Toggle buttons on the top right allow you to toggle different map views.
Mapping out a MixtapeAfter exploring, researching, and making your selection, you can then see the final spatial journey of your Mixtape.
Sample Mixtape Spatial JourneyComing back to our initial principles of mixtapes: we’ve used underlying sound features to emphasize and design for Flow — we can design movement from various parts of the map like taking a listener from a good-vibe acoustics, to depressing but energetic pop, to a mellow shoe-gaze dream-pop sequence.
Part of designing for Flow is researching the movement of other albums by your favourite artists on the map.
Order is accounted for, we hand-pick our songs one by one in a sequence.
And finally, Authenticity, though one can’t guarantee sincerity, our map contains songs from our own library.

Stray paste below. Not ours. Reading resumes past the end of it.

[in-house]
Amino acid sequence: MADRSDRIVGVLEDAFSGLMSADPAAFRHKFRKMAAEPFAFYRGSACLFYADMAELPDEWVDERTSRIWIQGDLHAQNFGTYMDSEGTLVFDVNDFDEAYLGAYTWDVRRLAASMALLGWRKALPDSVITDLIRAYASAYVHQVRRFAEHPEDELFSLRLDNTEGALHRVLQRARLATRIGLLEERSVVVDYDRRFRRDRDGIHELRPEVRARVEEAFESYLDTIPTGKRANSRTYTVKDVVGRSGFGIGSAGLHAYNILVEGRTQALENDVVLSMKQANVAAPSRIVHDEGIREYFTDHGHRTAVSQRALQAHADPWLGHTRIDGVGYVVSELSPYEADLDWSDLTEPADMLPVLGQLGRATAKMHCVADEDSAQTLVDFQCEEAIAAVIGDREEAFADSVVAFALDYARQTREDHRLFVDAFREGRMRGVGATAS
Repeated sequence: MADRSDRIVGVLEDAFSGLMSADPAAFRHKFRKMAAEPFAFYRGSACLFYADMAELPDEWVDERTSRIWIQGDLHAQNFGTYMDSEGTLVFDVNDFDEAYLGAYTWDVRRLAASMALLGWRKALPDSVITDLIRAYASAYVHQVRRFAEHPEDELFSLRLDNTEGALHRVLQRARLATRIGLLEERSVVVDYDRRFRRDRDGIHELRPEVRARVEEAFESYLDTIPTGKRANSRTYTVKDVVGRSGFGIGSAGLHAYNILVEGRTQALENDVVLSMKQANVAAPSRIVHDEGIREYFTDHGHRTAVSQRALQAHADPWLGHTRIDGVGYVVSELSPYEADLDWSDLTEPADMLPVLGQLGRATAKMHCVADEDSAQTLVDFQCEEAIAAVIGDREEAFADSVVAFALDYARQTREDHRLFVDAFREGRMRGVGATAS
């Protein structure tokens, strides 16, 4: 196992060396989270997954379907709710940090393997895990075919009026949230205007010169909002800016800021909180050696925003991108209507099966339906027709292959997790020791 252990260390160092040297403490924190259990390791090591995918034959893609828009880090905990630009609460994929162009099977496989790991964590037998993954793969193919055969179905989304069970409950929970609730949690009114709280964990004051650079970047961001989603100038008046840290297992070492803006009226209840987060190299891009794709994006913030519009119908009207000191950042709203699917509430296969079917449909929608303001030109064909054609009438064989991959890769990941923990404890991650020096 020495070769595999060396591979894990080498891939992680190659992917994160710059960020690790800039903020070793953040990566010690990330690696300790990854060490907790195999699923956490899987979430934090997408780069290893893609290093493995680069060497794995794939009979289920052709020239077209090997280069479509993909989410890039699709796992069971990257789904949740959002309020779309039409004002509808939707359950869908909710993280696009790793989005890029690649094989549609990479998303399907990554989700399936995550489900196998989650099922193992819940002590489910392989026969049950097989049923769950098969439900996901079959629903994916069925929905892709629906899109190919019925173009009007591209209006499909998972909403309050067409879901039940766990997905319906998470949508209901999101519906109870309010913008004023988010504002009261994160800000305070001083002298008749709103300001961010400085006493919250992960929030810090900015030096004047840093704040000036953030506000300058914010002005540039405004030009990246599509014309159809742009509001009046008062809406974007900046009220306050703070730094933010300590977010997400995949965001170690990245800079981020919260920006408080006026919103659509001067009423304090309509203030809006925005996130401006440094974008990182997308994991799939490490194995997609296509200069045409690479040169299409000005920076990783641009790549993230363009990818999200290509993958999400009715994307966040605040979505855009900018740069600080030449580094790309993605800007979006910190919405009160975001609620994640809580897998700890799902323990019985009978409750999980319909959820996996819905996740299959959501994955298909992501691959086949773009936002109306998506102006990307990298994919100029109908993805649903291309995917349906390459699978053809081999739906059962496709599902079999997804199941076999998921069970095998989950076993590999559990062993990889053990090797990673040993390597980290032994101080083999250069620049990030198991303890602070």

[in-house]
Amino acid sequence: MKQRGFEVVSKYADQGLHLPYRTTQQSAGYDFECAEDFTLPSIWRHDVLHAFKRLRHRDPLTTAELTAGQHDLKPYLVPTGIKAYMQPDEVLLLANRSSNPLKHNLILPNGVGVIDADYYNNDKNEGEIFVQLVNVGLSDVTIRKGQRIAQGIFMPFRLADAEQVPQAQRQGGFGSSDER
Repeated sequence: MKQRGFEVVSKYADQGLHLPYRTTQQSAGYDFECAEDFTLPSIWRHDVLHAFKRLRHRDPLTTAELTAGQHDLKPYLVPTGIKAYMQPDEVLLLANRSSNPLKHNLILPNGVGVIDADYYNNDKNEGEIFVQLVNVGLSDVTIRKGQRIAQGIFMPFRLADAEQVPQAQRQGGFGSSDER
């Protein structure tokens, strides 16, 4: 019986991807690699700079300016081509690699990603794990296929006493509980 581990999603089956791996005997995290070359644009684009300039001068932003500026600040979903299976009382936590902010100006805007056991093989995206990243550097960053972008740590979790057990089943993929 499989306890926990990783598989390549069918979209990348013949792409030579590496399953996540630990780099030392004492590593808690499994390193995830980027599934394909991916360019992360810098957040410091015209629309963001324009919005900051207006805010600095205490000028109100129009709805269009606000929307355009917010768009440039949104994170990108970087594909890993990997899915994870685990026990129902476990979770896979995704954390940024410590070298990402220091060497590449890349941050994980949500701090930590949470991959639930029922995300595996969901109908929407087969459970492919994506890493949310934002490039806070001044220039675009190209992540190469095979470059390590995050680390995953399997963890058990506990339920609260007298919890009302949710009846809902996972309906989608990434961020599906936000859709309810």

Therefore, at the very least, the structure allows for authentic, sincere selection of songs that have indeed infected us as we expect them to infect another.
Final RemarksThe prototype I linked in this post is built from a random selection of artists in different genres from my own library — which leans more towards indie/rock/acoustic.
(Strangely, it is a little exposing to share one’s music library… but fear not, I did not give all my secrets (songs) away!)This approach obviously emphasizes the sound part of music, and not the lyrics.
Further work would incorporate topic-modelling with lyrics and lexical qualities.
A project I did a while ago explored that a bit.
For now, you can create a list of songs and then add them on to a Spotify playlist yourself.